I then purged with CO2, covered with Saran wrap and purged again and covered in my Igloo cooler.

I have been checking temps and they are not too bad but dropping. I checked this morning and it was at 105°.

I was going to heat it back up by placing boiling water into the mash and here is where my question is.

When adding boiling water, do I stir up the entire mash?
(Won't that introduce oxygen?)

I want to sour for at least 48-72 hours (dictated by taste).
So far it smells good, well... It doesn't smell bad. Just like plain yogurt.

Input please... Thanks.
There is a lot of mis-information out there about sour mashing, including the impact of oxygen.

When sour mashing you are actually doing two things: 1) you're creating conditions under which lactobacilli will rapidly sour the wort, and 2) you're trying to create conditions which impair the activity of other microorganisms such as enterobacteria and acetobacter.

The major factor determining the activity of lactobacilli is the temperature - lacto works best in the range of 37-42C (~98-108F), but can produce lactic acid less efficiently at much lower temperatures (as cool as 15C/60F). Lactobacillus is a microareophile, meaning it needs small amounts of oxygen, but they also don't care if lots of oxygen is present. There is anecdotal evidence that "extra" oxygen may actually lead lacto to produce a nicer flavour profile that is more complex, which has been my experience as well.

The reason we like to aim for the higher end of lacto's temperature range is that those temperatures inhibit (note: inhibit, not kill) several bacteria that can produce some very unpleasant off flavours and aromas. Enterobacteria like Clostridium butyricum will grow in a too-cool mash (at or below 37C/98F), and produce a lot of buteric acid which can really ruin a beer. Other entero's like Escherichia coli can also grow, generate all kinds of nasty off-flavours/aroma (vomit, faeces), and can be potentially pathogenic if you're doing a no-boil. All of those entero's don't give a rats behind if there is oxygen present or not - they grow fine with or without it.

The only reason people use an oxygen barrier is for Aceotobacter, which produces acetic acid (vinegar) in the presence of oxygen. In small amounts acetic acid can be quite nice in a sour, but it doesn't take much before it starts becoming unpleasant. The good news is that Acetobacter is inhibited above ~35C (95F), so if you keep your mash in the lacto-range you don't need to worry about an oxygen barrier.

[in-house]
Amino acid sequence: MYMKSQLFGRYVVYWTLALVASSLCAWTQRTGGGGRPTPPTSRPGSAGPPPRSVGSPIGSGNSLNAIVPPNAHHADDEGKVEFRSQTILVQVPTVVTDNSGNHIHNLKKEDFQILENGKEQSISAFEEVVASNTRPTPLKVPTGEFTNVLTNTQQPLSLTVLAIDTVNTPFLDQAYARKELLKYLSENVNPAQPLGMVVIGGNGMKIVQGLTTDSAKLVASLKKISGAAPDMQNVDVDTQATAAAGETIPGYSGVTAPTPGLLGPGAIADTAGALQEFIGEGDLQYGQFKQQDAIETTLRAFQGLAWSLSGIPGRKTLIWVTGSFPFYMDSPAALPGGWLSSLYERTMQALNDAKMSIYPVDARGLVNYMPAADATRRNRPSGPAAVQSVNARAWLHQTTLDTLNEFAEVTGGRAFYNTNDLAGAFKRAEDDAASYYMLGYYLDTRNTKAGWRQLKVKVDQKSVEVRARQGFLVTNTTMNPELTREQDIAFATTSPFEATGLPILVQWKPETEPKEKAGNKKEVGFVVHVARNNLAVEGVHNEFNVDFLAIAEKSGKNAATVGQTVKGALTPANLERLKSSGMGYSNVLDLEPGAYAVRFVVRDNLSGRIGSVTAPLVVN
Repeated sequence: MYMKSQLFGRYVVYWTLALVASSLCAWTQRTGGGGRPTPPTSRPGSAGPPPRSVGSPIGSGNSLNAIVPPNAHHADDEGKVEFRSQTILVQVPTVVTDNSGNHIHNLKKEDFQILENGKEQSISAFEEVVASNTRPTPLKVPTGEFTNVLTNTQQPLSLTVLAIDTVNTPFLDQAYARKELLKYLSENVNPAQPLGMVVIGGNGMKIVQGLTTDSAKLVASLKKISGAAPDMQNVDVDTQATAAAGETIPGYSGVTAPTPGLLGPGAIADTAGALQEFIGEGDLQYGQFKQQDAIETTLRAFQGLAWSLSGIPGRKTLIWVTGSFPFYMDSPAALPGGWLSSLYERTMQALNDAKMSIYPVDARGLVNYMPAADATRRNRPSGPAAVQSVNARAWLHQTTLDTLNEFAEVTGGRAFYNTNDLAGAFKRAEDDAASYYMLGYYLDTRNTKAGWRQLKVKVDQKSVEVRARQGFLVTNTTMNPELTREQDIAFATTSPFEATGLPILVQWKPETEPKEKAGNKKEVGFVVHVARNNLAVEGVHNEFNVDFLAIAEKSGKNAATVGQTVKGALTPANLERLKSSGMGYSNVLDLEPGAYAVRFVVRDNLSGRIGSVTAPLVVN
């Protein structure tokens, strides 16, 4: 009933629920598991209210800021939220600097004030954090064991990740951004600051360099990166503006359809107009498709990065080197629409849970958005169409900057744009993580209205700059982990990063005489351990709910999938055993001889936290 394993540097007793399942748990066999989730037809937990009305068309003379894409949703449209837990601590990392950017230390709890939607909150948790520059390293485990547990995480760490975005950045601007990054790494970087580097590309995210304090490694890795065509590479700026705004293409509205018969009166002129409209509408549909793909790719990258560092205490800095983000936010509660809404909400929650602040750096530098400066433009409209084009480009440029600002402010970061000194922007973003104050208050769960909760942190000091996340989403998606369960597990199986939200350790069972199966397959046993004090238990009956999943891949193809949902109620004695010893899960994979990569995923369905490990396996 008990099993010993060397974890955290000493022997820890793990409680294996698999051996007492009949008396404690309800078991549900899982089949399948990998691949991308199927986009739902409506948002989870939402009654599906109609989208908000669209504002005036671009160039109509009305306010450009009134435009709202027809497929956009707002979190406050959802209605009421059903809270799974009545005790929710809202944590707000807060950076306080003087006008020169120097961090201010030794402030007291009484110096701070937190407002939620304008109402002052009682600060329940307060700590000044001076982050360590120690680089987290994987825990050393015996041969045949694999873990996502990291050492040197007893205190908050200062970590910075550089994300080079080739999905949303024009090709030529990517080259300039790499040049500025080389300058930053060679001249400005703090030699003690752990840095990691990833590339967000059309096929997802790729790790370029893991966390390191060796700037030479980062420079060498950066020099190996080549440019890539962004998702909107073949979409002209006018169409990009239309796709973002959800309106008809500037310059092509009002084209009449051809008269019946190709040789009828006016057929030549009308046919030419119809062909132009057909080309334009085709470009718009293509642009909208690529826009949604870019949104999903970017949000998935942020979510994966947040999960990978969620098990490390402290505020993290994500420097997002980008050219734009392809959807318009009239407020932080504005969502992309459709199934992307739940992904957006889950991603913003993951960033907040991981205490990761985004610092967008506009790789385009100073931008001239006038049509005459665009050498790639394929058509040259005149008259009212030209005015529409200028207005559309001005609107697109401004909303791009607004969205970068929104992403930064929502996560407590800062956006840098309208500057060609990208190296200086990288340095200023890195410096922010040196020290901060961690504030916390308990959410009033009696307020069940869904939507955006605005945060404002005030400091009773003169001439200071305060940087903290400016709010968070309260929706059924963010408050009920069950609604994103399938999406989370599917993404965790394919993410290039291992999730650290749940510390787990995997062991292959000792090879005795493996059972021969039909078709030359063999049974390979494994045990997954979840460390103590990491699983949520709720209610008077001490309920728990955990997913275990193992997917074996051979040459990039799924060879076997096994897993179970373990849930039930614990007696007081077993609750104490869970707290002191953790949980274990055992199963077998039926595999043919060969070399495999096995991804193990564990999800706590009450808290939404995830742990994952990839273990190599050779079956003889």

I've been experimenting with a number of sour-mashing methods over the years. I've done away with oxygen barriers in my mashes - they're only needed if you cannot keep the temperature up - and, IMO, you end up with a nicer sour profile if the mash has access to oxygen. I've tried letting it cool near the end of the mash to allow some Aceotobacter activity - if done right that can add a nice depth to the beer, but its easy to over-do it (8-12 hours at/below 35C at the end of the sour mash seems to work). More recently I've done a few with pure and mixed cultures, instead of inoculating with uncrushed grain. To date they've ranged from unsatisfactory to horrendous; I've got a post on my blog about one of the worst ones, but a lot of my pure culture attempts have led to "thin" beers that lack the depth of flavour you get from a "true" sour mash.

Bryan
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Old 07-24-2014, 01:35 PM   #9
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Damn, had a feeling it was dangerous to taste the sour mash before the boil. My first two went from 120 to around 80, probably held 80 for 3 days. Must have been lucky cuz they came out great.

They hold steady for me now around 90F after cooling from 120 over 2-3 days. Your mention of E Coli is fairly disturbing....
But yeah, everyone I've talked to with experience in making good berliners has said letting oxygen in will lead to vomit aromas and said it was the most important part. Interesting to know this isn't the case at all.

Maybe the exposure led to more Clostridium Butyricum getting in the mash and taking over.

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Old 07-24-2014, 02:23 PM   #10
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I taste my sour mashes all the time - but I also keep them above 37C (98F). The only time I had a vomit aroma was the one time I forgot about the mash, and let the temp drop to ~33C (91F). Oxygen has nothing to do with the formation of those aromas though; those are from the enterics and they work fine with or without O2.

B